Sounds like 'PAL-ee-PER-i-done'

Easy-to-read medicine information about paliperidone – what is it, how to take paliperidone safely and possible side effects.

Type of medicine Also called
  • Antipsychotic
  • Belongs to a group of medicines known as atypical antipsychotics 
  • Invega®
  • Invega Sustenna®

What is paliperidone?

  • Paliperidone is used to treat some types of mental illness such as schizophrenia.
  • It does not cure this condition, but will help to ease the symptoms, and to support your recovery. It works by restoring the balance of certain natural chemicals in the brain (neurotransmitters).
  • Paliperidone belongs to a group of medicines called antipsychotics.
  • Paliperidone is available as tablets, or as a long-acting (depot) injection. The injection is an option when your symptoms have settled by taking tablets.    


  • The usual dose of paliperidone tablets is 6 milligrams a day.
  • Some people may require higher doses or lower doses depending on their response to the medication.  
  • Always take your paliperidone exactly as your doctor has told you. The pharmacy label on your medicine will tell you how much paliperidone to take, how often to take it, and any special instructions.
  • When you first start paliperidone injection, you will initially be given a dose of 150 milligrams and then a dose of 100 milligrams a week later. From then on, you will need to have one injection every 4 weeks. Your doctor will adjust the amount of paliperidone given to suit what is right for you.

How to take paliperidone

Paliperidone tablets

  • Take paliperidone tablets once a day, in the morning. 
  • You can take paliperidone with breakfast or before breakfast, on an empty stomach.
    It is important that you take each of your doses in the same way each day – do not change between taking the tablets with breakfast one day, and without breakfast another.
  • Limit or avoid drinking alcohol while you are taking paliperidone. Alcohol may increase your chance of side effects such as drowsiness.
  • If you forget to take your dose, take it as soon as you remember that day. But, if it is nearly time for your next dose, just take the next dose at the right time. Do not take double the dose.
  • Keep taking paliperidone every day. It usually takes a few weeks to start working and it can take several months before you feel the full benefits.
  • Do not stop taking paliperidone suddenly as your symptoms may return if stopped too early; speak to your doctor or nurse before stopping.

Paliperidone long-acting (depot) injection

  • This injection is given by a nurse or other trained health professional, in a clinic, community health centre, or hospital.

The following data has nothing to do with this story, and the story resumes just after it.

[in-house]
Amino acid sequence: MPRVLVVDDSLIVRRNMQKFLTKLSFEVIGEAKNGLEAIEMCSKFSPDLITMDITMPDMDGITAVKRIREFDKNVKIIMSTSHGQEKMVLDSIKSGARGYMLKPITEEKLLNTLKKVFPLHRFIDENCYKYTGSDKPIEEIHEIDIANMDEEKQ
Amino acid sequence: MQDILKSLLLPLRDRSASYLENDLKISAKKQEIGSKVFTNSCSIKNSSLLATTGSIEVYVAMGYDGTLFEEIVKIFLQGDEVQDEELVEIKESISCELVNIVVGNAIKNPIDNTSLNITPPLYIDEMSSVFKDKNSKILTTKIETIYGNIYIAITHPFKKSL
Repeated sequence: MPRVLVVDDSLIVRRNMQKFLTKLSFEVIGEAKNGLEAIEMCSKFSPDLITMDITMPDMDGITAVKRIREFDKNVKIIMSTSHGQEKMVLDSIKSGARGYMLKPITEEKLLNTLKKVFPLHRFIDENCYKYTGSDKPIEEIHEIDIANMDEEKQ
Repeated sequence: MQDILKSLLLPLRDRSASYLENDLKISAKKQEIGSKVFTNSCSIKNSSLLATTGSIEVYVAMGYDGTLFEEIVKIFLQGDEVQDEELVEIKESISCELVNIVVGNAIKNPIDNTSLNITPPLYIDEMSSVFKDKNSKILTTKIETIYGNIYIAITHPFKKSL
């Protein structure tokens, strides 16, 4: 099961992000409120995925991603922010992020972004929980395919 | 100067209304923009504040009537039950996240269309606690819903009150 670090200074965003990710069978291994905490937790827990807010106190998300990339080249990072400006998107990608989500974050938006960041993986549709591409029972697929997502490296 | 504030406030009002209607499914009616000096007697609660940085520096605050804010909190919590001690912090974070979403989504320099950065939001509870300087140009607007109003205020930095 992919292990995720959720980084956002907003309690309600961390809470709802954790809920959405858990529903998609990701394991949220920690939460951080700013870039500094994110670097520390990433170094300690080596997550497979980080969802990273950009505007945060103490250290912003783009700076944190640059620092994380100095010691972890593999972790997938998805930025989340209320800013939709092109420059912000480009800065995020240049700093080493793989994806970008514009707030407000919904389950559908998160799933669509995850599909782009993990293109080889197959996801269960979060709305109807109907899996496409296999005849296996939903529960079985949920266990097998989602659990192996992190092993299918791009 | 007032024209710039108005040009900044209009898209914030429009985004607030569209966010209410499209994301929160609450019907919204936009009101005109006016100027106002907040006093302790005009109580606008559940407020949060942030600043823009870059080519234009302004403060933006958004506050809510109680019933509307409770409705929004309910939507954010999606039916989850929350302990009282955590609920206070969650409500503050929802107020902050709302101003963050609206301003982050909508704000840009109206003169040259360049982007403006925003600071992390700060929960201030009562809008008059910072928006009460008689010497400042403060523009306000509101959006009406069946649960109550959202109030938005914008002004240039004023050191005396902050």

• The first two doses will be injected into a muscle in your upper arm. After this, the injections can either be given into a muscle in your arm, or if preferred, the buttocks.


Paliperidone may cause changes in your blood sugar level, your cholesterol level and in your heart function. To keep an eye out for these effects, your doctor will monitor your physical health. You will have your weight measured regularly. You may be sent for tests such as blood tests to monitor your blood, kidneys, liver, cholesterol and glucose levels. You may also have your blood pressure measured and be required to undergo an ECG test to assess your heart rate.       

Possible side effects

Like all medicines, paliperidone can cause unwanted side effects, although not everyone gets them. Often unwanted side effects improve as your body gets used to the new medicine.

Side effects What should I do?
  • Feeling dizzy
  • This usually only happens when you start your medication. It should wear off in a few weeks.
  • Try not to stand up too quickly. You are at risk of falls.
  • If you feel dizzy, don't drive.
  • Feeling sleepy, drowsy, or tired
  • It can last a few hours after the dose.  
  • Don’t drive or operate machinery.  
  • Ask your doctor if you can take you medicine at a different time.
  • Avoid drinking alcohol.
  • Feeling shaky and restless (cannot sit still)
  • Eyes or tongue may move on their own
  •  It is not dangerous but a well known side effect.
  • If it is troublesome, tell your doctor.
  • Pain where the injection is given 
  • A warm bath can help, as can exercise.
  • Make sure you have the injection in a different site to the last time.
  •  Weight gain by eating more
  • A diet full of vegetables and fibre may help prevent weight gain.
  • Limit sugary or fatty foods.
  • Speak with your doctor if your weight becomes troublesome.
  • Signs of changes in hormones such as, in women, it can affect breasts (including milk being leaked) and irregular or no periods.
  • In men it can cause impotence (trouble maintaining an erect penis) and chest changes.
  • These changes are due to raised levels of a hormone called prolactin, and it can be very distressing.
  • Discuss with your doctor.


When certain medications are taken together, an unintended reaction may occur – this is known as an interaction. Paliperidone interacts with a number of important medications and herbal supplements so check with your doctor or pharmacist.

Learn more

The following links provide further information on paliperidone. Be aware that websites from other countries may contain information that differs from New Zealand recommendations: 

Medsafe Consumer Information (NZ)

Patient Info, UK